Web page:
25 August 2018

Child sex abuse inquiry fined £200k by the ICO – what can we learn from their mistakes?

The Independent Inquiry into Child Sexual Abuse (IICSA) has been fined £200,000 by the Information Commissioner’s Office (ICO) for identifying possible victims of non-recent child sexual abuse.

The litany of errors began when an IICSA employee sent a blind carbon copy (bcc) email to 90 Inquiry participants informing them of an upcoming public hearing. That was all well and good, but after noticing an error in the email, a well-meaning correction was sent, but this time all email addresses were entered into the ‘to’ field instead of the ‘bcc’ field. All recipients of the email were then able to see email addresses of other recipients who were possible victims of child sexual abuse.

Alerted to the mistake by a recipient, who entered two further email addresses into the ‘to’ field before clicking on ‘Reply All’, IICSA sent three emails to the recipients asking them to delete the original email. One of these emails generated 39 ‘Reply All’ emails from 22 recipients. The same number of individuals complained to the ICO, including from a person who was “very distressed”.

Like many organisations slapped with an ICO fine for a personal data breach, IICSA failed to have basic security measures and training in place to prevent the breach from happening. The serious mistakes made by IICSA could have been made by any organisation – including schools – using bulk email lists to communicate with individuals. Just think about your mailing lists for current students and parents, your parents association or alumni body. An increasing number of schools will also hold records on former pupils who were possible victims of non-recent child sexual abuse and may need to communicate with them by email.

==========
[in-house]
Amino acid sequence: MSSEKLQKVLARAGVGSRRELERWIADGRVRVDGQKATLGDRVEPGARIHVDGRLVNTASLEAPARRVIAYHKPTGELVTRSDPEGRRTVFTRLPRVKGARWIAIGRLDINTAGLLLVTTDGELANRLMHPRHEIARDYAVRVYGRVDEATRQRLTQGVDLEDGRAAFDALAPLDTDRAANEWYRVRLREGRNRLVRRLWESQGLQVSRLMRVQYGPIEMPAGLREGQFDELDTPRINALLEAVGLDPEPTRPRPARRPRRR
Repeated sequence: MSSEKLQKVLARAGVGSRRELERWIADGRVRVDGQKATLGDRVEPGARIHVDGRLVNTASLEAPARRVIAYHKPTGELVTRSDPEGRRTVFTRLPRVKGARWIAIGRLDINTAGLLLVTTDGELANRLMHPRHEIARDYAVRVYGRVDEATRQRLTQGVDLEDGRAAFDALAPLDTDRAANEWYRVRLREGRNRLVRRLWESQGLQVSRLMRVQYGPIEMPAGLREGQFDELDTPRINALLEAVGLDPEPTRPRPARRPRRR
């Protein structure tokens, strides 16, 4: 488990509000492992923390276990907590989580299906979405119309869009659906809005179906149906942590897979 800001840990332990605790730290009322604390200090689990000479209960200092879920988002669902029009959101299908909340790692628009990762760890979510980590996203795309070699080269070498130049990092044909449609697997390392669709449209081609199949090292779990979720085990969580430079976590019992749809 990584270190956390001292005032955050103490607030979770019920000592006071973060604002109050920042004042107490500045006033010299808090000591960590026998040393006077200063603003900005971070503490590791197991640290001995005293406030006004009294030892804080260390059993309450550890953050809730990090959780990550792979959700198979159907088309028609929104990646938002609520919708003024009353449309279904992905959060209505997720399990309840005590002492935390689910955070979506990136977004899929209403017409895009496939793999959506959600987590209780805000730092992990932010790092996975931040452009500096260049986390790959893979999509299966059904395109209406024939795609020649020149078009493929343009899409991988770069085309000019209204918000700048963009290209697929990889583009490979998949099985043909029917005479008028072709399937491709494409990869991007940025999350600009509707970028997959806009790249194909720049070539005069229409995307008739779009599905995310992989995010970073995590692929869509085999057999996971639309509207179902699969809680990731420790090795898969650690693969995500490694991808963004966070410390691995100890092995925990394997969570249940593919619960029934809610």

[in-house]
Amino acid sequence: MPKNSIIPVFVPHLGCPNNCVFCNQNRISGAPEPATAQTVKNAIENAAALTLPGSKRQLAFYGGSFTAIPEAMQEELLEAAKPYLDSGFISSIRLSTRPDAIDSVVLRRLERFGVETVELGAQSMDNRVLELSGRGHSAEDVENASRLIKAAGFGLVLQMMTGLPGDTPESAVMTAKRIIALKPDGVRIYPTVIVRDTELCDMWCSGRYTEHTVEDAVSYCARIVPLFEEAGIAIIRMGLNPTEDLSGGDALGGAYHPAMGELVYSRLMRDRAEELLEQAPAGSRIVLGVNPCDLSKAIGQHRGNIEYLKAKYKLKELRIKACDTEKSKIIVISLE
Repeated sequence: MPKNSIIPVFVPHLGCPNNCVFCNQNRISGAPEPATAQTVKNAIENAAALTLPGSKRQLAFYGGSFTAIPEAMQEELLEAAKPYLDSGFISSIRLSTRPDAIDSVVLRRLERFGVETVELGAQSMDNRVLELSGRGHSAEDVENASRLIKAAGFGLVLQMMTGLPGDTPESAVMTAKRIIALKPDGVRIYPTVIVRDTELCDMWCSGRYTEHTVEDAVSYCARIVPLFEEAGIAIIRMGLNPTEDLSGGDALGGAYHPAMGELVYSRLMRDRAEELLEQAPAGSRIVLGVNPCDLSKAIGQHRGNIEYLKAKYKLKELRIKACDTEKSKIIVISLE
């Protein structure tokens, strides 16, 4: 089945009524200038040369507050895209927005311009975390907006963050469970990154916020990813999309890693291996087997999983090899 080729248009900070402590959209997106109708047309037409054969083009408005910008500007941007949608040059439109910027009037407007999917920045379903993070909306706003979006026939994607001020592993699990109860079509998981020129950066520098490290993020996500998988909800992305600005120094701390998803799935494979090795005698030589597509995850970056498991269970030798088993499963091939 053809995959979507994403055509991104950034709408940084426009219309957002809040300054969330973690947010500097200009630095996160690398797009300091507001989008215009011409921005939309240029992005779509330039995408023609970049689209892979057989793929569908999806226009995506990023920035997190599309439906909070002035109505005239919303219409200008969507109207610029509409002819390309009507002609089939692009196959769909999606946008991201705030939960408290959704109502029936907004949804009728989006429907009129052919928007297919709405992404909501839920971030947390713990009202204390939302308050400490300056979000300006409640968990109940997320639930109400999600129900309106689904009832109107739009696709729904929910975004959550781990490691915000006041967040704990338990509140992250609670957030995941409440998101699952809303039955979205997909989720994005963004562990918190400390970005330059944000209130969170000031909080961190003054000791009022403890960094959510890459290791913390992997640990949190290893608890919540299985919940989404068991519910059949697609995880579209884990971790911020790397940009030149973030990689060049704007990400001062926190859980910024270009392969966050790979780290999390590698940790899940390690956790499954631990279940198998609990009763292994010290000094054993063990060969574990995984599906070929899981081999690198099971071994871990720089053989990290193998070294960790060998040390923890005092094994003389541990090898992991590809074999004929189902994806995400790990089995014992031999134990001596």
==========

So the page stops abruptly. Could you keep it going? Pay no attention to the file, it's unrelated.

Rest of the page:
What can schools learn from IICSA’s errors? Here are some (basic) lessons gleaned from the ICO investigation findings:

1. Use an email account that can send a separate email to each individual.

2. Failing that, provide staff with guidance or training on the importance of double checking that the email addresses are entered into the ‘bcc’ field.

3. Make sure your privacy notice and data collection forms reflect what you actually do. IICSA shared email addresses with their IT supplier without individuals’ consent contrary to their own documentation.

This is all common sense you might say, but IICSA was not the first data controller to be fined for a bulk email blunder, and we doubt it will be the last.

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About the Author
Paul Watkins, Solicitor
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